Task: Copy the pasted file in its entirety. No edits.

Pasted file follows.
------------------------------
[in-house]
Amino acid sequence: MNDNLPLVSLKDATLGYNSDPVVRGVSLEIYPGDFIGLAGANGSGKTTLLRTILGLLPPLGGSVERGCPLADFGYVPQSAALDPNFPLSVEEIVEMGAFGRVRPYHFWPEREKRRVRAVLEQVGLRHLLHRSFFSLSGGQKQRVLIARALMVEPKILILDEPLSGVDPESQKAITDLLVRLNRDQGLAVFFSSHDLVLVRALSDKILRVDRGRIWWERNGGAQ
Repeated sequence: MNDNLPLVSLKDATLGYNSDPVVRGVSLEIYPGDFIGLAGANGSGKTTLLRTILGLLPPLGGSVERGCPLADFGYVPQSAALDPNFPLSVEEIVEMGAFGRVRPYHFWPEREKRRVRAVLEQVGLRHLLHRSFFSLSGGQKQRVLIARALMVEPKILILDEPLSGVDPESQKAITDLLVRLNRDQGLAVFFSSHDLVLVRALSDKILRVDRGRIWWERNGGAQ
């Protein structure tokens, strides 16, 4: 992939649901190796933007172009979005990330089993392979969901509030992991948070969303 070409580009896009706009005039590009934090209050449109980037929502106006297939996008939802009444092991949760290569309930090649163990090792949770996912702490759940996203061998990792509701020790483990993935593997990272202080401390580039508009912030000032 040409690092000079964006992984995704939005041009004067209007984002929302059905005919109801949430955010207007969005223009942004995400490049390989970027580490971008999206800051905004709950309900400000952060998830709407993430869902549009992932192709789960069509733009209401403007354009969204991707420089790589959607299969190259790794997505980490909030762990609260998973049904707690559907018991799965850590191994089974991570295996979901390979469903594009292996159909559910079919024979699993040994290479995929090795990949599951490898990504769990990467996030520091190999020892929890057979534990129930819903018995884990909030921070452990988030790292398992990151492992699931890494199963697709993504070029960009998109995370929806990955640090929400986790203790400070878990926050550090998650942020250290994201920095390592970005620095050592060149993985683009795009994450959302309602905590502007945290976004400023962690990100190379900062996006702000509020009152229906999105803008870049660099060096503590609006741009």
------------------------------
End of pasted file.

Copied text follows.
[in-house]
Amino acid sequence: MNDNLPLVSLKDATLGYNSDPVVRGVSLEIYPGDFIGLAGANGSGKTTLLRTILGLLPPLGGSVERGCPLADFGYVPQSAALDPNFPLSVEEIVEMGAFGRVRPYHFWPEREKRRVRAVLEQVGLRHLLHRSFFSLSGGQKQRVLIARALMVEPKILILDEPLSGVDPESQKAITDLLVRLNRDQGLAVFFSSHDLVLVRALSDKILRVDRGRIWWERNGGAQ
Repeated sequence: MNDNLPLVSLKDATLGYNSDPVVRGVSLEIYPGDFIGLAGANGSGKTTLLRTILGLLPPLGGSVERGCPLADFGYVPQSAALDPNFPLSVEEIVEMGAFGRVRPYHFWPEREKRRVRAVLEQVGLRHLLHRSFFSLSGGQKQRVLIARALMVEPKILILDEPLSGVDPESQKAITDLLVRLNRDQGLAVFFSSHDLVLVRALSDKILRVDRGRIWWERNGGAQ
């Protein structure tokens, strides 16, 4: 992939649901190796933007172009979005990330089993392979969901509030992991948070969303 070409580009896009706009005039590009934090209050449109980037929502106006297939996008939802009444092991949760290569309930090649163990090792949770996912702490759940996203061998990792509701020790483990993935593997990272202080401390580039508009912030000032 040409690092000079964006992984995704939005041009004067209007984002929302059905005919109801949430955010207007969005223009942004995400490049390989970027580490971008999206800051905004709950309900400000952060998830709407993430869902549009992932192709789960069509733009209401403007354009969204991707420089790589959607299969190259790794997505980490909030762990609260998973049904707690559907018991799965850590191994089974991570295996979901390979469903594009292996159909559910079919024979699993040994290479995929090795990949599951490898990504769990990467996030520091190999020892929890057979534990129930819903018995884990909030921070452990988030790292398992990151492992699931890494199963697709993504070029960009998109995370929806990955640090929400986790203790400070878990926050550090998650942020250290994201920095390592970005620095050592060149993985683009795009994450959302309602905590502007945290976004400023962690990100190379900062996006702000509020009152229906999105803008870049660099060096503590609006741009």